Tanka #11 / Novel Writing/ Early Music Concerts
Lost in her tale,
the writer became a fox
See that bushy red tail
vanishing into the blue.
This tanka is a surreal explanation of why I’m being less attentive to my fellow bloggers than usual. Please bear with me, as I’ve reached the halfway mark with my work-in-progress started on January 1st. My speculative novel has removed me to a different time and place, but I should return to relative normality by mid-July.
At present, our town’s annual cultural festival is taking place. It opened on 30th March and runs until 21st April. Although this festival is eating into my writing time, it does stop me becoming surgically attached to my computer. Last week, our early music chamber choir, LuxAeterna, gave a recital, which included in the programme a fiendishly difficult, not often performed Mass by Giovanni Animuccia (c 1500-1571).
For those who are interested, here’s our programme (all music composed before c 1630):
The Curtain drawn – Giles Farnaby
A little pretty bonnie lass – John Farmer
Il bianco e dolce cigno – Jacob Arcadelt
Le Sourvenir – Robert Morton
Though Philomela lost her love – Thomas Morley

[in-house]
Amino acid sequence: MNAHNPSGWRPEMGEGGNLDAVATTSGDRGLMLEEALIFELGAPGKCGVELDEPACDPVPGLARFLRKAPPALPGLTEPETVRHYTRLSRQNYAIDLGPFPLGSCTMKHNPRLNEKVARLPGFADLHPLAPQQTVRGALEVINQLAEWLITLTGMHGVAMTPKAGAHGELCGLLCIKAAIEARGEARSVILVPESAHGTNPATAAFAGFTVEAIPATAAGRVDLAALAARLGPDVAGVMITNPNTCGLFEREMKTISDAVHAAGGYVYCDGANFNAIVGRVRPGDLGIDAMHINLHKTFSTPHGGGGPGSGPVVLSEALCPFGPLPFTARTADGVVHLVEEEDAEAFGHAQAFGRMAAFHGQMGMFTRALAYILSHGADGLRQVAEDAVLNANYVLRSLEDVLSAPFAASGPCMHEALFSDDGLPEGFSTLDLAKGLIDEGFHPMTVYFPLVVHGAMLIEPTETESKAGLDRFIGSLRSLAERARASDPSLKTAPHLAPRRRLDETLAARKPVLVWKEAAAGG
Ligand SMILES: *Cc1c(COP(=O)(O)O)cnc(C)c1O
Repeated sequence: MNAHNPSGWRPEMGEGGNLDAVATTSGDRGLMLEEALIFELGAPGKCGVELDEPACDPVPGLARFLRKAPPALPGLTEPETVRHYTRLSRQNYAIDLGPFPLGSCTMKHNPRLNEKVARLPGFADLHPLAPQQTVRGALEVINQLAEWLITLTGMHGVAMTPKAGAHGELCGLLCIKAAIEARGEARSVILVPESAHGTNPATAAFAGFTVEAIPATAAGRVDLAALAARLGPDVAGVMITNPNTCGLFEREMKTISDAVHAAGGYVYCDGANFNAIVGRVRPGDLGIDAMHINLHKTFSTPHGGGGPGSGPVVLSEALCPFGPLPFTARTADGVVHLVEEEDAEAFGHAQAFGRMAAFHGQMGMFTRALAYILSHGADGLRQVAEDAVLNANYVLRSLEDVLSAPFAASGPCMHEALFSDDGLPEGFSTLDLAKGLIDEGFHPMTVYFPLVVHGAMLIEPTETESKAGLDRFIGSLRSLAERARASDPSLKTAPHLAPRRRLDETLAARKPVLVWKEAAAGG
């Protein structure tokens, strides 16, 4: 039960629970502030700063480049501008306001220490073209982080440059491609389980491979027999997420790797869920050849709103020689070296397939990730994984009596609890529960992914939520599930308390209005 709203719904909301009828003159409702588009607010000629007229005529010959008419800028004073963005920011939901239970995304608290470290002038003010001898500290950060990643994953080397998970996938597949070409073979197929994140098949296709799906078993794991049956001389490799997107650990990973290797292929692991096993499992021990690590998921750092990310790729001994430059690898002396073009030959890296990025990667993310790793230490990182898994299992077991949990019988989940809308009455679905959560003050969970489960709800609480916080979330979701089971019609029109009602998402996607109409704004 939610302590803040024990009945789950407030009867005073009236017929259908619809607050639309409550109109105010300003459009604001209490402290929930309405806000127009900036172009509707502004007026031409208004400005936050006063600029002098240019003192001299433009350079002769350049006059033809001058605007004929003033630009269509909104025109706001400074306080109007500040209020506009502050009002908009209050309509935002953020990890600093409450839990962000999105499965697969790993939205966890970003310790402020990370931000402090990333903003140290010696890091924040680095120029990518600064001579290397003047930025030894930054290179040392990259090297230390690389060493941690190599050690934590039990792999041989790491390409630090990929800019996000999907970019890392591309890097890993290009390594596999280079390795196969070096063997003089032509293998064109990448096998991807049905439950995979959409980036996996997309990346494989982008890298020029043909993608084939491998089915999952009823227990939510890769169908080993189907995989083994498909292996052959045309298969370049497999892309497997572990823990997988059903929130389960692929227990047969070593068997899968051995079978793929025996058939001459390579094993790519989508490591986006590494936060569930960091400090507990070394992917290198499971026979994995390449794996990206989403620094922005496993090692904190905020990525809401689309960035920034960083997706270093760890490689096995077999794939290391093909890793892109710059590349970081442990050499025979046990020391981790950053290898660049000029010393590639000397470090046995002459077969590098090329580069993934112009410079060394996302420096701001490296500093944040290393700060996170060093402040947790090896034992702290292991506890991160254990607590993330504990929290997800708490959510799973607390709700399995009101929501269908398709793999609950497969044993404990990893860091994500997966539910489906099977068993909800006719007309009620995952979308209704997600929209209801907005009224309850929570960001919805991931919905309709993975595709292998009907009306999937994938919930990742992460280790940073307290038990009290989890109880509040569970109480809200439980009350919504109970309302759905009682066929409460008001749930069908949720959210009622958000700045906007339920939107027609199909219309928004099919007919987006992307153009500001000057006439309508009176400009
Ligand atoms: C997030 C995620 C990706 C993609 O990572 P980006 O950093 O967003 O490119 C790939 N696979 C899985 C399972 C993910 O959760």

Thus said fair Chloris bright – John Wilbye
Flow not so fast ye fountains – John Dowland
(Organ – Canzona Ariosa by Andrea Gabrielli)
Au joli bois – Claudin de Sermisy
Chambriere – Jean Planson
Il est bel est bon – Pierre Passereau
Ave verum corpus – Solesmes
Sacerdotes Domini – William Byrd
Adoramus te – Jacob Clemens non Papa
(Organ -Variations on ‘Mein junges Leben hat ein Eng’ by Jan Pietersoon Sweelinck)
Hymnus ‘Condiro Alme Siderum’
Miss ‘Conditor Alme Siderum’ (Kyrie, Sanctus, Benedictus, & Gloria) – Giovanni Animuccia
My husband, Victor, also gave a harpsichord recital on an instrument he has restored and re-strung. This was a nerve-wracking experience for him, as this was his first full length recital on the instrument and he didn’t know if the strings would hold up to prolonged use. Fortunately, he didn’t have to stop playing to re-tune the instrument and there were no embarrassing loud pings in the middle of a piece. My job was as page-turner, which rather daunted me, as harpsichord music has loads of ornamentation which is open to interpretation by the player. This means that there are all sorts of twiddly bits that are not fully written out, making it very hard for a page-turner to follow the music.